In Vampire, each Clan of vampires has three "Clan Disciplines"--for example, Brujah have Potence, Celerity, and Presence. There's naturally a desire for players (and, often, characters) to learn more than just their inherent abilities.  Over time, I've become less forgiving of easy access to Out of Clan Disciplines. This is for three interrelated reasons. First, characters rapidly become very similar, taking away from the distinctiveness of each Clan. If everyone has Potence AND Celerity AND Fortitude, then what really makes any of them different? Secondly, most systems/guidelines place a different cost in terms of effort and risk in learning different Disciplines. "Physical" ones are pretty easy, "Common" ones (Dominate, Obfuscate, Presence, etc.) are about average, with only the "Unique" ones requiring special access or significant training. Which of course means it's easier for a Tzimisce to learn a Brujah's Disciplines then the opposite. Which encourages players to play Tzimisce and Gangrel over Brujah and Toreadors. And since everyone can easily learn Potence and Celerity, it reduces the Brujah from the masters of battle whom all should fear, to weaklings who don't have anything to offer anyone else. Thirdly, all this spending of XP on Out of Clan Disciplines means that it's rare to see players really attain the higher levels of any Discipline, and those are just neat.

Sunday, October 8, 2017

Ravenous House Rules: Experience

Whenever I think I about "experience points," they always strike me as being odd things.  Thanks to video games, they're pretty well baked into the popular concept of Role-Playing Games, even though they're not really required for them. I mean, you have games like Amber or original Traveler that have no Experience. Or games like Fate (where players can adjust skills between sessions) or Call of Cthulhu (where skills are improved as a result of checks and rolls), both of which all for character progression or change without the need for "experience points" per se.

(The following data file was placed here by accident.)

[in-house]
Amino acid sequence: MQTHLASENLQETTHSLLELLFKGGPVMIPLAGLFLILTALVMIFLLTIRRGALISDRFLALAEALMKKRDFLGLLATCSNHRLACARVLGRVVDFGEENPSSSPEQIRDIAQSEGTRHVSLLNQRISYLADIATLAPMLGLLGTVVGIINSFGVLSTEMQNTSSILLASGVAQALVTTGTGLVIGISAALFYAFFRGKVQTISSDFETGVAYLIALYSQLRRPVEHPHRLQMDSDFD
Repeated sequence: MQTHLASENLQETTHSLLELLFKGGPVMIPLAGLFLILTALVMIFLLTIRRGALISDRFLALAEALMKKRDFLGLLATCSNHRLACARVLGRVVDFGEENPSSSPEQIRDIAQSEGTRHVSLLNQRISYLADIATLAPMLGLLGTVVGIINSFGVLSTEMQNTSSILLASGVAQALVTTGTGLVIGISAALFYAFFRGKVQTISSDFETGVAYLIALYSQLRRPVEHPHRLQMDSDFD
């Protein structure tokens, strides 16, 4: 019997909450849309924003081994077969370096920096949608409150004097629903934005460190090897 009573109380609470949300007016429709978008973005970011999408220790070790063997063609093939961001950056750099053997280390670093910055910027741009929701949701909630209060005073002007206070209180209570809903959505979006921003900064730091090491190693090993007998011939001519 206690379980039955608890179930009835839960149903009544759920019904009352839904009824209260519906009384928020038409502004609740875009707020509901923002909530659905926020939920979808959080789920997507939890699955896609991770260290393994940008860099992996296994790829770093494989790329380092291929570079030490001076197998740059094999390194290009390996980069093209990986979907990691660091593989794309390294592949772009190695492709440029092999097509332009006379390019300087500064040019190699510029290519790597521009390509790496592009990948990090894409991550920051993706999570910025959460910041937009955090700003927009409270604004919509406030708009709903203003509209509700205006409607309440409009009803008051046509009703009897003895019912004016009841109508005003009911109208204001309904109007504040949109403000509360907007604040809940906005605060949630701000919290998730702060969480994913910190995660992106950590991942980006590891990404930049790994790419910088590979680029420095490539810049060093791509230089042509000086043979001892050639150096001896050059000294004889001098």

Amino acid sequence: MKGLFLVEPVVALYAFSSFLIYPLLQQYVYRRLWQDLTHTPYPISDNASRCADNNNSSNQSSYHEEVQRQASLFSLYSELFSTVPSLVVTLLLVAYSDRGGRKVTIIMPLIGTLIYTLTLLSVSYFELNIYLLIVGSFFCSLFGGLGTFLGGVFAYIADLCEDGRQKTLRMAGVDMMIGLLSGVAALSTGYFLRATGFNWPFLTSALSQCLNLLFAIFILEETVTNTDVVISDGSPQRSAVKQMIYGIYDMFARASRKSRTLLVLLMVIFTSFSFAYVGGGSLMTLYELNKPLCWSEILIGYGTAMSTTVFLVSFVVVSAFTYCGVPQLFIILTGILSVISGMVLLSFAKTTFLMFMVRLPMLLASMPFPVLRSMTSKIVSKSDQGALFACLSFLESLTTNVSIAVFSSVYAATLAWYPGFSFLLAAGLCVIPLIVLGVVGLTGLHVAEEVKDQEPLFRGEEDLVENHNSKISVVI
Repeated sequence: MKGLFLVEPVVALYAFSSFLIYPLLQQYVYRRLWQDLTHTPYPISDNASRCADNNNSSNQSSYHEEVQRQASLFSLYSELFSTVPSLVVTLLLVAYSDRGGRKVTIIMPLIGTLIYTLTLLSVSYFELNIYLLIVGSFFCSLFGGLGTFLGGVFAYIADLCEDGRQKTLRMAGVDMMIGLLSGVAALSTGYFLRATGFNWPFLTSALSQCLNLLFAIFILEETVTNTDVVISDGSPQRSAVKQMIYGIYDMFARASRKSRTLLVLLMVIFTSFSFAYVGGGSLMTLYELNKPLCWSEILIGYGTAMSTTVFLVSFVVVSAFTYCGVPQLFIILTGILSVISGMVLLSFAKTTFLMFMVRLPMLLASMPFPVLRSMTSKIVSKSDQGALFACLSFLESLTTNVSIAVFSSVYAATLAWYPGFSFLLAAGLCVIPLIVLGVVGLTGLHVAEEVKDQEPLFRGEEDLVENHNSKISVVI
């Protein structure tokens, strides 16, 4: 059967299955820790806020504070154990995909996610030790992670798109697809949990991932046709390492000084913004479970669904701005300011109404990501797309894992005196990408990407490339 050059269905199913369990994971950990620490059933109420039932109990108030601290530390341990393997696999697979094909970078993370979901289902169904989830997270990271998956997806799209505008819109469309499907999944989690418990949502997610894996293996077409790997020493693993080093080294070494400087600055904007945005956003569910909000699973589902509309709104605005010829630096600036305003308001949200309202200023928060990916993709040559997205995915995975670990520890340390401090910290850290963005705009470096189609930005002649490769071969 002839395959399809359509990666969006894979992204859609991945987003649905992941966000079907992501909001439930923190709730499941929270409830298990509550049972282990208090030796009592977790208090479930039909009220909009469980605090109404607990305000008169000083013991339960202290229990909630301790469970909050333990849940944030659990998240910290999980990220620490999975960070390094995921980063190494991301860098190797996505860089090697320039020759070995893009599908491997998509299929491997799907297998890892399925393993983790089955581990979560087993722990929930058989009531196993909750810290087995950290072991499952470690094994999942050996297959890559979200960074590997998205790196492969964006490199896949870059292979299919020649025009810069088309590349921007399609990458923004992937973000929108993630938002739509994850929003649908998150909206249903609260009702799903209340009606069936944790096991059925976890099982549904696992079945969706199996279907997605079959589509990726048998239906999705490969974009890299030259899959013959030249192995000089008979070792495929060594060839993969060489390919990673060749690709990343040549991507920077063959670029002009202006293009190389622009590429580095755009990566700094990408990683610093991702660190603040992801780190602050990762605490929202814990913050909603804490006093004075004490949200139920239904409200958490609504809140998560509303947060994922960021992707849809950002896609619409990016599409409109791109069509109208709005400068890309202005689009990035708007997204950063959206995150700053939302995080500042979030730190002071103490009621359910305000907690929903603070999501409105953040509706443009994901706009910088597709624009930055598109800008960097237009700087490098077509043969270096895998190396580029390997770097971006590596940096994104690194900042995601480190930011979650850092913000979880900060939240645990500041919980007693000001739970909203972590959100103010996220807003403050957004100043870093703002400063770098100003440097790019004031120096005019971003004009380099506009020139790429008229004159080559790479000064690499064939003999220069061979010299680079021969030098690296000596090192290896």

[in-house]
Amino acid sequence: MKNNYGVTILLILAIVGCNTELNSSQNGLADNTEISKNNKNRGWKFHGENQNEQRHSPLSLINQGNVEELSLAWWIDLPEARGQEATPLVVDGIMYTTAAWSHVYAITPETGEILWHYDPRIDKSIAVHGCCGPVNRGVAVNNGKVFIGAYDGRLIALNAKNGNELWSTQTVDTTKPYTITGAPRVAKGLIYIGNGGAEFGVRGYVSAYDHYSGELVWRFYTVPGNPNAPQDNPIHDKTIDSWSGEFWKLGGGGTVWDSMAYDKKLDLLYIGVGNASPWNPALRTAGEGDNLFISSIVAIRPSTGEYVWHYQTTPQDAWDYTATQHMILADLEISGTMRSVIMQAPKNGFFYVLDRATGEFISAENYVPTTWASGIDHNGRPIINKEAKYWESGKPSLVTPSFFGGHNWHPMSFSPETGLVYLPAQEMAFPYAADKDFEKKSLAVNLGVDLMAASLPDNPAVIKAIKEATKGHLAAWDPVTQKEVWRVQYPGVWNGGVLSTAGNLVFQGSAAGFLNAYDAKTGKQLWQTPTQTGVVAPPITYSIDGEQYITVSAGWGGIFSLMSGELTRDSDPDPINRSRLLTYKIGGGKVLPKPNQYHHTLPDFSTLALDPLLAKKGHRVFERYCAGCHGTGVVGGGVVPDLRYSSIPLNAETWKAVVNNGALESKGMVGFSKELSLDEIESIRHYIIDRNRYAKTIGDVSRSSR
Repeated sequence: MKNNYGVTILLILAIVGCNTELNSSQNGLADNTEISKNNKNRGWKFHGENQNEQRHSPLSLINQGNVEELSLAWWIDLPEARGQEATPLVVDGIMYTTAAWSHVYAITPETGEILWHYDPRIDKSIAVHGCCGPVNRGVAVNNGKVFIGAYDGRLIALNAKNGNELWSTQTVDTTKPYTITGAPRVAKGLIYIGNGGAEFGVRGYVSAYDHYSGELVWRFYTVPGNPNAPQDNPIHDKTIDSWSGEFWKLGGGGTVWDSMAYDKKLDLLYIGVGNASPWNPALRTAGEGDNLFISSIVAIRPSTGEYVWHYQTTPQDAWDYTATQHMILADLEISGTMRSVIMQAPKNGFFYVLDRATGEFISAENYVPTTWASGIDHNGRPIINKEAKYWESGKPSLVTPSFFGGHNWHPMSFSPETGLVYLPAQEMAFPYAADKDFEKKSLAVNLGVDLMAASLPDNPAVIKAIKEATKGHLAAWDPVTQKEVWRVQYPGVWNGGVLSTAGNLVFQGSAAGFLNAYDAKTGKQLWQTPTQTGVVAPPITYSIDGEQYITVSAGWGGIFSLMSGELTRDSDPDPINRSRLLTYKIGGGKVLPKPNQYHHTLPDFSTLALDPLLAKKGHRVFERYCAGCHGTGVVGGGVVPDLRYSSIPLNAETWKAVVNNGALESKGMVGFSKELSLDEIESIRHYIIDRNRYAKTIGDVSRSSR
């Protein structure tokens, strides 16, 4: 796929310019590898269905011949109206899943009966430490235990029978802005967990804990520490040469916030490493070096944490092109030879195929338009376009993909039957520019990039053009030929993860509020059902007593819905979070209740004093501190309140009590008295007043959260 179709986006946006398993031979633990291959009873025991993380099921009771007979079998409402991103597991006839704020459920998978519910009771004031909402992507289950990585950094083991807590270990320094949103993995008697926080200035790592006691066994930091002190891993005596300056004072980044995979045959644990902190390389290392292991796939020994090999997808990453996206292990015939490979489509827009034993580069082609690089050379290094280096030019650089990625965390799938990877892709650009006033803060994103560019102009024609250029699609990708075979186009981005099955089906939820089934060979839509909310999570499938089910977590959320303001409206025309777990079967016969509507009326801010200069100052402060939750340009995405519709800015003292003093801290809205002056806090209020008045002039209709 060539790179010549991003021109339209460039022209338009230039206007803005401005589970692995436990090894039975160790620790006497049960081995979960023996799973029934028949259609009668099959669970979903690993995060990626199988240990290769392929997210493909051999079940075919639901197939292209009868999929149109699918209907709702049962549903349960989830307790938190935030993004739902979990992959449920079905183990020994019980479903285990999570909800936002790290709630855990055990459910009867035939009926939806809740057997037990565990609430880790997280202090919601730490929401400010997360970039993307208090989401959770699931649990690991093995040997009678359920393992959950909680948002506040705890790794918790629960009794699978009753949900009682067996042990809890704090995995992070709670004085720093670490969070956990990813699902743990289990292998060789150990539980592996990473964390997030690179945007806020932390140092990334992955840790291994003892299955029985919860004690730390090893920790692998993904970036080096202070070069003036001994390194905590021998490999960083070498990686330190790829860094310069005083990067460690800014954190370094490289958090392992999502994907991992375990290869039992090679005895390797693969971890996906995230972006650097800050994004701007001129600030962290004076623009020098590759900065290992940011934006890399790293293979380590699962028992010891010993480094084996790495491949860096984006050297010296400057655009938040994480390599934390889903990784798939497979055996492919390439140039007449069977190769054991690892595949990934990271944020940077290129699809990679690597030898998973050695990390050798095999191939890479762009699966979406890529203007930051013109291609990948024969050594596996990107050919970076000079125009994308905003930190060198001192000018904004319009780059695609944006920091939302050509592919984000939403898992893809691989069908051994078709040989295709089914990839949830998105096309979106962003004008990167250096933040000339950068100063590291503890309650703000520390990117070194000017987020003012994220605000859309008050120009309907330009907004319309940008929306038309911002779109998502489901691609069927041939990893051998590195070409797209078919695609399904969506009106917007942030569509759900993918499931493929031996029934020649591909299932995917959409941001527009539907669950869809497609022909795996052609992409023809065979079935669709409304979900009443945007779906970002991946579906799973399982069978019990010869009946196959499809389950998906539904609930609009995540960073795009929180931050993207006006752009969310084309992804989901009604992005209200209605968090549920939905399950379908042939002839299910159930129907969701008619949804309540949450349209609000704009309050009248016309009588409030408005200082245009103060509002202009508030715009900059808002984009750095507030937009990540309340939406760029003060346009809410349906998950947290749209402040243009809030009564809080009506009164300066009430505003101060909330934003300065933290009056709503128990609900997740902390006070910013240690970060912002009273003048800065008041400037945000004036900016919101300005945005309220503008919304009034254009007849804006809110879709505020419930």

But, when it comes to player direct games, XP can be an incredible tool. It allows the players to know what the goals are, to work independently toward those goals, and to make key story decisions on their own term, without requiring the Game Master to define and pace the story. The classic example, of course, is Dungeons & Dragons. In the original game, players gained XP for each Gold Piece they retrieved from the dungeon. And, in fact, they could easily gain far more Experience from treasure than they could ever hope to attain through killing monsters. Because of this, the emphasis was often placed on minimizing combat, and figure out clever ways to get the treasure without bloodshed. And if bloodshed was inevitable, the players would fight as cunningly and as brutally as they could imagine.

Friday, October 6, 2017

Ravenous House Rules: Downtime

As part of my new Ravenous game, I'm implementing a few House Rules. Some are ideas I've been mulling over for Vampire for a while (the Downtime system) while others are more custom for this particular Chronicle (Experience and Out of Clan Disciplines). 


The first is the Downtime rules. Two things have always bothered me a bit with Vampire. The first is the tendency of the game to fall into a "night by night" kind of situation, where each session flows into the next and adventure piles on adventure and after a year of unlife, the characters have the stats of Elders and the whole city is a smoking ruin behind them. The second (related) is the speed in which characters develop--they start off barely able to load a gun (Firearms 1) and after a few months of play, they're the greatest shooters in the world (Firearms 5). 

Which is absurd...each dot represents an exponential increase in ability. Science of 1 is a High School student--and a particularly nerdy one at that. Science Club, Science Fair, AP classes, etc. Science 2 is someone with a BS in Physics, someone who has spent years studying the subject. 3? That's a Masters Degree. 4? Doctorate, and a recognized expert in the field (NOTE: Someone who went to some fourth-tier school or barely understood what was going on (but Daddy's money talks louder than grades) might have a lower actual Ability, regardless of Degree) And 5? Man, that's "has defining Theories named after you"/Nobel Prize Contender level.